The much debated land law regarding coastal and islands right of possession (ROP) land has been approved by the national assembly and will most likely be signed off by the president. As the article in today's La Prensa points out, many farmers will not be able to afford the cost of buying and titling the land so they will most likely leave things as they are. even if they hold less than 5 hectares this may be best for them as once the property is titled at these much higher values, a property tax will be required on a yearly basis. Unless you have an intention to sell the land I see no advantage at all to title it
A provision in the law is that in order to title, the applicant must have held ROP for at least 5 years which makes me question what happens to any recent purchases and transfers of ROP. Must the land revert back to the original holder, or can the new holder wait out the needed time and then apply for title. In either case it is going to cost them a lot more than they bargained for and I would imagine many will just do nothing.
The price of coastal and island land will undoubtedly go up dramatically just at a time when the market is in the tank. If a farmer wants to sell this land in the future, he will first need pay for it according to the newly establish values to get title. This will greatly reduce the amount he would receive from a sale as the government is now his partner in any transaction. If he wants to make a profit he will have to add to the government established price. With these new higher prices most likely very little land will be titled at all. Only low value land where no property taxes will need to be paid each year will probably get title, bringing little or nothing to the government for all its efforts in making this law.
This is really coming at a bad time in the real estate business as sales of new projects is very slow and money for development is extremely hard if not impossible to come by. Although I am sure there will be many unhappy foreigners who bought land in good faith from ROP holders, I hope this brings a close to the controversy and questions surrounding rights of possession land in Panama. The lesson here is don't trust what people tell you about transferring land they do not own and if you cannot get a title don't buy.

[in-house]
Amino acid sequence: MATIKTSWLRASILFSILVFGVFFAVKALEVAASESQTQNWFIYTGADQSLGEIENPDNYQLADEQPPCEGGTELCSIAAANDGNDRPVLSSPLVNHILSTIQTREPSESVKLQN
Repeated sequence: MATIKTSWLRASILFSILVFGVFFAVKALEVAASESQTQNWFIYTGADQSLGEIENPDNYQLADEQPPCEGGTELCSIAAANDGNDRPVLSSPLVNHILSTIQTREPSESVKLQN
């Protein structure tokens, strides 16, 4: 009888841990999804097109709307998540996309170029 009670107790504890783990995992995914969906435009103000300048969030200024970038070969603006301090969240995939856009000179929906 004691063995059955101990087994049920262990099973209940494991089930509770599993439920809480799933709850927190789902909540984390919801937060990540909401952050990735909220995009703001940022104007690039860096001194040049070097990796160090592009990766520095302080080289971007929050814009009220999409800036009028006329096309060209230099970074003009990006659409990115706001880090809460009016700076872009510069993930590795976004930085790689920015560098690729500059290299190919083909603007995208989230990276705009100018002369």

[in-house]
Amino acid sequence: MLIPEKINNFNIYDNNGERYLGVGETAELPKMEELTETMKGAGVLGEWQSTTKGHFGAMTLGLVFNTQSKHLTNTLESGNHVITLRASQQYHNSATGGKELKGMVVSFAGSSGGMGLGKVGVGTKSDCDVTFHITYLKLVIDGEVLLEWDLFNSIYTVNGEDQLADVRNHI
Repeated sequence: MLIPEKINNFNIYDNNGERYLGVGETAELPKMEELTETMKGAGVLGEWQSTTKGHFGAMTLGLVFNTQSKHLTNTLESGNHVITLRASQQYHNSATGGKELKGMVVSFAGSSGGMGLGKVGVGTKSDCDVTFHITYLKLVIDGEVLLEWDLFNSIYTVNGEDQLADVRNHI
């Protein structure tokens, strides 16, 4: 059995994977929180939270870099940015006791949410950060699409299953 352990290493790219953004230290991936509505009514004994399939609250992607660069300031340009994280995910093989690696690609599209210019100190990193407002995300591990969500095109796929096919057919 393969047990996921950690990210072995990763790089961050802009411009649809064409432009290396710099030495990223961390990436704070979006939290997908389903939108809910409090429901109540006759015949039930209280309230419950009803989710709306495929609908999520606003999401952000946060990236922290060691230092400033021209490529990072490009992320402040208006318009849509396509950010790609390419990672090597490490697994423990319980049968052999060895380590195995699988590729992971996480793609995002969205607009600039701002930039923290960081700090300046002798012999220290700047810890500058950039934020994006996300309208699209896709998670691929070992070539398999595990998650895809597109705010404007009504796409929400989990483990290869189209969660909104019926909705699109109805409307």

La Prensa: JOSÉ GONZÁLEZ PINILLA
The Assembly passed last night, third debate, the bill to reform the law on certification of islands and coasts, recognizing, in particular circumstances-possessory rights.
The proposal, which requires the sanction of the executive to become law of the Republic, received 41 votes for and 21 against.
The Minister of Economy and Finance, Alberto Vallarino, said the document was opposed to "big money interests who wanted to monopolize the nation wasteland for a song, but this law has been put on a high."
The project owner may land on the nation's heritage assets, national waste lands, coasts and islands. Who has more, shall pay to the State, as a fee.
The proposal included a price chart divided into three zones-Pacific, Atlantic and Island-and, depending on the area, established a price range per hectare which is a thousand to 700 thousand dollars.
This price table is valid for three years and will be updated after public consultation.
Furthermore, if a person with a possessory right to the holder, must show that occupied the land for a continuous period of five years. Same is true for investors who have acquired land under that figure.
The bill provides that all applications for land purchases to be made publicly accessible state.
Opposition deputies criticized the proposal, after sustaining many farmers title to their lands shall not because of what they called "unaffordable prices. "People with humility over 5 acres with possessory rights holder can not," said Rep. Elijah Castillo.